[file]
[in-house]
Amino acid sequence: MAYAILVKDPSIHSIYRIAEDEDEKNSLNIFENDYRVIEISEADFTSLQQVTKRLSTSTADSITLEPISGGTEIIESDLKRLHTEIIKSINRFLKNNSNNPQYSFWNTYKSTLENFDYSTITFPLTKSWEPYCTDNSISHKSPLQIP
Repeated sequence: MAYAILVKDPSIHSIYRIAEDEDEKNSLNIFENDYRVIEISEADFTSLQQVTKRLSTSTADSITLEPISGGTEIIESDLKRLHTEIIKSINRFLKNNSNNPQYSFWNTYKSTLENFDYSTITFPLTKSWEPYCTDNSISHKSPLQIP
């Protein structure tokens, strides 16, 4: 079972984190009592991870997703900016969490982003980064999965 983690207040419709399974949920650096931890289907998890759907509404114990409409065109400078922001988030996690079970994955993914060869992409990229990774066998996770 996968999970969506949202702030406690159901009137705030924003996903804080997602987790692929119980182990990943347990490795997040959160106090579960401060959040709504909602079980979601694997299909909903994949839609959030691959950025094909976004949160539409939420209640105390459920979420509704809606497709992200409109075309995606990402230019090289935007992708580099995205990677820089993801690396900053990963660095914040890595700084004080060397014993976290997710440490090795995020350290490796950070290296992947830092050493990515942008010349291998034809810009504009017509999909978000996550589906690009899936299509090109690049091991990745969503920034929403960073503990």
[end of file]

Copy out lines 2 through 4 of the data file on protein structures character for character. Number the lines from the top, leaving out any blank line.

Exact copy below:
Amino acid sequence: MAYAILVKDPSIHSIYRIAEDEDEKNSLNIFENDYRVIEISEADFTSLQQVTKRLSTSTADSITLEPISGGTEIIESDLKRLHTEIIKSINRFLKNNSNNPQYSFWNTYKSTLENFDYSTITFPLTKSWEPYCTDNSISHKSPLQIP
Repeated sequence: MAYAILVKDPSIHSIYRIAEDEDEKNSLNIFENDYRVIEISEADFTSLQQVTKRLSTSTADSITLEPISGGTEIIESDLKRLHTEIIKSINRFLKNNSNNPQYSFWNTYKSTLENFDYSTITFPLTKSWEPYCTDNSISHKSPLQIP
């Protein structure tokens, strides 16, 4: 079972984190009592991870997703900016969490982003980064999965 983690207040419709399974949920650096931890289907998890759907509404114990409409065109400078922001988030996690079970994955993914060869992409990229990774066998996770 996968999970969506949202702030406690159901009137705030924003996903804080997602987790692929119980182990990943347990490795997040959160106090579960401060959040709504909602079980979601694997299909909903994949839609959030691959950025094909976004949160539409939420209640105390459920979420509704809606497709992200409109075309995606990402230019090289935007992708580099995205990677820089993801690396900053990963660095914040890595700084004080060397014993976290997710440490090795995020350290490796950070290296992947830092050493990515942008010349291998034809810009504009017509999909978000996550589906690009899936299509090109690049091991990745969503920034929403960073503990």